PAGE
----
On May 21, 1981, the day that the defendants demanded trial, they also filed motions to dismiss and to quash the indictment. Also, on June 4, 1981, the defendants again filed a motion to quash the indictment, a motion to suppress evidence, and other motions. On June 17, 1981, the defendants moved for a continuance, and, by agreement, hearings on the pending motions were set for July 9, 1981. On that date hearings on the May 21 and June 4 motions commenced and were continued to July 23, 1981. The hearings on the May 21 and June 4 motions concluded on July 24, at which time the judge orally stated that he would allow the motion to suppress the evidence. He also ruled on certain other motions at that time. From the discussion had by the court with counsel following the announcement of the court's ruling, it is clear that the court contemplated that a written order embodying his holding on the motion to suppress be prepared and entered.
Supreme Court Rule 271 provides:
"When the court rules upon a motion other than in the course of trial, the attorney for the prevailing party shall prepare and present to the court the order or judgment to be entered, unless the court directs otherwise." (87 Ill.2d R. 271.)
The ruling by the court on the motion to suppress was not a final judgment, but was a ruling on a motion other than in the course of trial. Therefore, Rule 271 applies, and pursuant to that rule, it was incumbent upon the attorney for the prevailing party, in this case the defendants, to prepare and present to the court the order to be entered, unless the court directed otherwise. Although the oral ruling on the motion to suppress the evidence was made on July 24, 1981, no written order on this ruling was signed until November 6, 1981.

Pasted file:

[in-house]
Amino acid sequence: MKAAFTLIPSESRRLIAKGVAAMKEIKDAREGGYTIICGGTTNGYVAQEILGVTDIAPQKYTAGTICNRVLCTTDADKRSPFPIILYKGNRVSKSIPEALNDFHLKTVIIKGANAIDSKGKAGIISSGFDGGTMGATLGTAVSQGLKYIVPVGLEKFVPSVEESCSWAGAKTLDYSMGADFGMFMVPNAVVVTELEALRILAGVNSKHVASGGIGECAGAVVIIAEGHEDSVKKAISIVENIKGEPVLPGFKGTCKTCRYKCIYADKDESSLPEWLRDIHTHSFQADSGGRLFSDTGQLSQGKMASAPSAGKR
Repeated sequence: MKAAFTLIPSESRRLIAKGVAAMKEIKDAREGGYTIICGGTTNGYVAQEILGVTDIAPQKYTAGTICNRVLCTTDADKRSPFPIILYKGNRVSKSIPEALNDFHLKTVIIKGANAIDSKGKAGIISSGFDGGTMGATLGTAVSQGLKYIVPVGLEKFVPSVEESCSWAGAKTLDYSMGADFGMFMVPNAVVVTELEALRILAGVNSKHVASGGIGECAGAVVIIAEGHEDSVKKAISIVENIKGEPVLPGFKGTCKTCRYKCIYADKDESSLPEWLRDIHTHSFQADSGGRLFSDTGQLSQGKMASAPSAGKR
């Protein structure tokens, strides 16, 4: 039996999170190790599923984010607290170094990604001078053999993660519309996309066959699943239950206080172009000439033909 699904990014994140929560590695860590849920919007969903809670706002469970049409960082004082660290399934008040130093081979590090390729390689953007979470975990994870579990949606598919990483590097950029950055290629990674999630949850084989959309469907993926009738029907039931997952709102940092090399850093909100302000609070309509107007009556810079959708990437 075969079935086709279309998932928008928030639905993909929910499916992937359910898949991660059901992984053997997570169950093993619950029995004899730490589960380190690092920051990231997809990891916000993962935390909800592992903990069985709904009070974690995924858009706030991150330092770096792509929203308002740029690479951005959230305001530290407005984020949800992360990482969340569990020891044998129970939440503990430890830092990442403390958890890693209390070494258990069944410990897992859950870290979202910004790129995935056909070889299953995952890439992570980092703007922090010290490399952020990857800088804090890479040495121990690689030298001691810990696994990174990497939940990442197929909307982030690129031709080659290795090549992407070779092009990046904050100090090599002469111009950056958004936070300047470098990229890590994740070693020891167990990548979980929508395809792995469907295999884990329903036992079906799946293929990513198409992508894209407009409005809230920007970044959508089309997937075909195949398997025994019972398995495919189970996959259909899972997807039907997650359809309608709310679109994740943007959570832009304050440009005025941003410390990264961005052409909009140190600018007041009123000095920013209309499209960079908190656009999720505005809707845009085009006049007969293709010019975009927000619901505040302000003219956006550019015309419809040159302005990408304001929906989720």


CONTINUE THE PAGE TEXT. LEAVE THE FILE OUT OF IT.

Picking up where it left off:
The first period of delay to be examined is the period between the filing of the May 21, 1981, motions and the June 4, 1981, motion to suppress the evidence, and the date the written order on these motions, including the order suppressing evidence, was signed, November 6, 1981. This period involved 169 days. There are several questions of law that must be decided in determining whether these 169 days, or any part thereof, constitute delay chargeable to the defendants. The November 6, 1981, signed order had written thereon, "nunc pro tunc 7-24-81."
Before deciding whether all or any part of the period between May 21, 1981, and November 6, 1981, is chargeable to the defendants, we must discuss some factual matters which have caused some confusion. Following the pronouncement of the oral ruling allowing the motion to suppress on July 24, 1981, the State, on August 13, 1981, filed a notice of appeal from that ruling which was docketed in the appellate court for the third district as case number 81-487. Following the entry of the written order on November 6, 1981, nunc pro tunc July 24, 1981, the State filed another notice of appeal from the written order. This notice of appeal was filed on November 9, 1981, and was docketed in the appellate court for the third district as case number 81-661. Several motions were filed by the defendants urging that both appeals be dismissed. It is unnecessary to detail the proceedings in the appellate court with regard to ...